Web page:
How Foreclosures and Sheriff Sales Work in Pennsylvania: A Comprehensive Guide

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Are you curious about how foreclosures and sheriff sales work in Pennsylvania? As a realtor based in Westchester, PA, I’m here to provide you with some insights into the foreclosure process and offer practical advice. Please note that I am not an attorney, so it’s always recommended to consult with a legal professional regarding your specific situation. In this article, we will dive into the basic flow of the foreclosure process, explore the sheriff’s sale, discuss buying foreclosures, and shed light on the current state of the market.

The Foreclosure Process in Pennsylvania

Foreclosure proceedings in Pennsylvania typically take over a year due to the state’s judicial foreclosure process. This means that at some point, the foreclosure case will go to court. Let’s break down the basic steps of the process:

  1. Delinquency: The process begins when a homeowner falls behind on mortgage payments for more than 120 days. At this point, the mortgage company will start contacting the delinquent homeowner to address the issue.

  2. Act 91 Letter: If the homeowner fails to rectify the payment situation, the mortgage company is required to send an Act 91 letter after the 120-day mark. This letter officially notifies the homeowner that the foreclosure process has begun.

  3. Court Proceedings: If the homeowner doesn’t take action to resolve the delinquency, they will receive a notice to appear in court. It’s crucial to consult with an attorney at this stage to explore defense options and potentially avoid foreclosure.

  4. Defending Yourself: Homeowners have the opportunity to defend themselves in court and present their case to prevent foreclosure. Hiring an attorney with experience in foreclosure cases can significantly increase the chances of a successful defense.

  5. Selling the Property: Selling the property voluntarily can be a preferable option instead of going through the foreclosure process. Particularly in Pennsylvania, where property prices have increased, homeowners may have equity in their homes, making selling a viable solution.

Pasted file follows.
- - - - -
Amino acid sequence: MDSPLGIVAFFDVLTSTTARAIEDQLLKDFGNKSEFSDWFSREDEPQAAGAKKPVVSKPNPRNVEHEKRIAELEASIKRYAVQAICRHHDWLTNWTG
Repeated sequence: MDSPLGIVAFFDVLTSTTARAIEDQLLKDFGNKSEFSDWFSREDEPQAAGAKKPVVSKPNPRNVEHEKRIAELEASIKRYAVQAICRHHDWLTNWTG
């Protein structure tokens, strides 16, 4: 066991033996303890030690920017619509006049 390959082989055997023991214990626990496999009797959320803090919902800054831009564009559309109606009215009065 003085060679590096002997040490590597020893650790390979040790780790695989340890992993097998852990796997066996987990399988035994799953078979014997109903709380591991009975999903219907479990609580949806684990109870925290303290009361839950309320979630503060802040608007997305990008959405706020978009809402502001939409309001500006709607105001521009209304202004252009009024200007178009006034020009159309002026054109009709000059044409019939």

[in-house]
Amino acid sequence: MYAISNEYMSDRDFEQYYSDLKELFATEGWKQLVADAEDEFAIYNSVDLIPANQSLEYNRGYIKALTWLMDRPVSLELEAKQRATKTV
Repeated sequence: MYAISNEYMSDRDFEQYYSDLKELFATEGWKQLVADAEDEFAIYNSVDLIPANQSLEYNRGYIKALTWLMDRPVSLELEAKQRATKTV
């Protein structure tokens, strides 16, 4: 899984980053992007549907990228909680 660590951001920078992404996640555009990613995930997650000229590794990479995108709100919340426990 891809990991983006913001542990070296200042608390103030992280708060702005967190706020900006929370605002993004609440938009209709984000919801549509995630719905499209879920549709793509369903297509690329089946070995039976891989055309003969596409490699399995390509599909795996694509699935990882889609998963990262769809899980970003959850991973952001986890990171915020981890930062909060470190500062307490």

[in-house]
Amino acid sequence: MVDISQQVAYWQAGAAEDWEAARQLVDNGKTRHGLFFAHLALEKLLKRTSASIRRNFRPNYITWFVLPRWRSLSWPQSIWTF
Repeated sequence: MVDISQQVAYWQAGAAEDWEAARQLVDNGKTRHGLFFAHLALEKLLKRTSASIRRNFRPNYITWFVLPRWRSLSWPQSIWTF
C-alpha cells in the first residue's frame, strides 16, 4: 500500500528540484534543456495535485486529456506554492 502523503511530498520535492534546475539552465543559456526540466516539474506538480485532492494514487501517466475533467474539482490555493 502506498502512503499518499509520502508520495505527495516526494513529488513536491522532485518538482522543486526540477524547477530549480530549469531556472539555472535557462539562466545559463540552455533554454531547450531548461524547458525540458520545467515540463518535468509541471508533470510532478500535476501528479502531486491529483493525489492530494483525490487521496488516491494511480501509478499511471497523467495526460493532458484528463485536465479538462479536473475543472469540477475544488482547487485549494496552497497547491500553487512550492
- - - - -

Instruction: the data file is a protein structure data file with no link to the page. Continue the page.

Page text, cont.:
6. Sheriff’s Sale: If the court rules in favor of foreclosure, the property goes into a sheriff’s sale. In Pennsylvania, this sale traditionally took place at the courthouse, but now it often occurs online. At the sheriff’s sale, interested buyers bid on the property, aiming to surpass the reserve bid.

  7. Buying at Sheriff’s Sale: Potential buyers participating in the sheriff’s sale need to bring cash and often bid without having inspected the property. The highest bidder who exceeds the reserve bid becomes the new owner of the property and must provide a 10% down payment at the time of the sale.

  8. Bank Takes Back the Property: If the property doesn’t sell at the sheriff’s sale, it reverts to the bank. The bank then takes ownership of the property and moves forward with an REO (Real Estate Owned) sale. The property is listed on various platforms like Zillow, Redfin, and MLS like any other property on the market.

  9. Post-Foreclosure: During the foreclosure process, efforts are made to keep the homeowner in the house whenever possible. However, if the bank takes back the property, the former homeowner will have to face eviction. The bank may refuse to make any necessary repairs on the property, leaving the new owner responsible for any rehabilitative measures.

Avoiding Foreclosure: Selling Your House

To avoid going through the foreclosure process, homeowners can choose to sell their house. By doing so, they can potentially retain any equity they have in the property and find a more favorable outcome. In some cases, investors may be interested in purchasing pre-foreclosure properties, allowing homeowners to remain in their homes while avoiding foreclosure.

Understanding Sheriff’s Sales

Sheriff’s sales are an integral part of the foreclosure process in Pennsylvania. Previously held at the courthouse, these sales are now commonly conducted online through platforms like Bid for Assets. It’s important to note that participating in a sheriff’s sale involves risks and requires cash on hand. Potential buyers may not have the opportunity to inspect the property before bidding, making it a challenging and cash-intensive way to acquire real estate.

Exploring Foreclosures on the Market

When browsing the market, you might come across properties listed as foreclosures on MLS platforms. These properties may present potential investment opportunities. In Chester County, Pennsylvania, for example, there are currently a limited number of foreclosures available, indicating a historically low foreclosure rate. However, it’s essential to set realistic expectations as foreclosed properties can often be in distressed condition and require substantial repairs.


Understanding how foreclosures and sheriff sales work in Pennsylvania is crucial for homeowners and buyers alike. It’s important to remember that each foreclosure case is unique, and seeking professional advice from an attorney is vital to navigate the legal aspects properly. If you find yourself facing foreclosure or are interested in purchasing a foreclosed property, consulting with a reputable realtor, such as Rob Lawrence from the Rob Lawrence Team, can provide you with valuable guidance and expertise. Foreclosure is a complex process, but with the right knowledge and support, you can make informed decisions and explore available options within Pennsylvania’s real estate market.

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